Danish manufacturer of lethal injection drug twice asked Scott not to use it to kill prisonersby Dara Kam | July 27th, 2011
The Danish manufacturer of the controversial drug now being used to execute prisoners pleaded with Gov. Rick Scott twice to abandon its use, saying it “contradicts everything we are in business to do.”
Staffan Schüberg, president of Lundbeck Inc., wrote to Scott twice before the first-term governor signed his first death warrant ordering Manuel Valle to be executed on Aug. 2.
“We are adamantly opposed to the use of Nembutal to execute prisoners because it contradicts everything we are in business to do – provide therapies that improve people’s lives,” Schüberg wrote to Scott on May 16.
On Monday, the Florida Supreme Court stayed the execution of Manuel Valle until Sept. 1 and ordered a hearing on the new protocol. Attorney General Pam Bondi yesterday asked the U.S. Supreme Court to vacate the stay.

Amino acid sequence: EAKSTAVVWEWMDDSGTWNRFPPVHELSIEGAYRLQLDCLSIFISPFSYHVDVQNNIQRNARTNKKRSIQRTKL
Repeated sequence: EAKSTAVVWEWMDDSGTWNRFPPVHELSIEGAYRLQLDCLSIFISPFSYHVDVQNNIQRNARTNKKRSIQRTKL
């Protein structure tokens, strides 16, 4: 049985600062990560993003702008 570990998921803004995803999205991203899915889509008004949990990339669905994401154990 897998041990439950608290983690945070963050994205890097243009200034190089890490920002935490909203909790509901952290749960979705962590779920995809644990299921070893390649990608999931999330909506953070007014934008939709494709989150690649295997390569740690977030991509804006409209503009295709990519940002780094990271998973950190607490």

The evidentiary hearing on the drug is scheduled for tomorrow morning in Miami.
As in other states, Florida Department of Corrections officials were forced to stop using the anesthetic sodium thiopental after its manufacturer stopped making the drug used as the first of the three-drug cocktail in lethal injections.
DOC issued a new protocol with the replacement drug pentobarbital sodium, also known as Nembutal, on June 8.
That same day, Schüberg wrote another letter to Scott, again asking him not to use the drug.
“The use of pentobarbital outside of the approved labeling has not been established. As such, Lundbeck cannot assure the associated safety and efficacy profiles in such instances. For this reason, we are concerned about its use in prison executions,” he wrote.
In his first letter, Schüberg said he had written to DOC officials urging them not to use the drug but had not received a response.
State Corrections Secretary Ed Buss said in an interview with The News Service of Florida on Tuesday that he had confidence in the drug as part of the state’s injection protocol and didn’t find the drug company’s concern particularly problematic.
“I don’t think you’ll find any drug company that would advocate for their drugs being used in executions,” Buss said. “That’s just a reality.”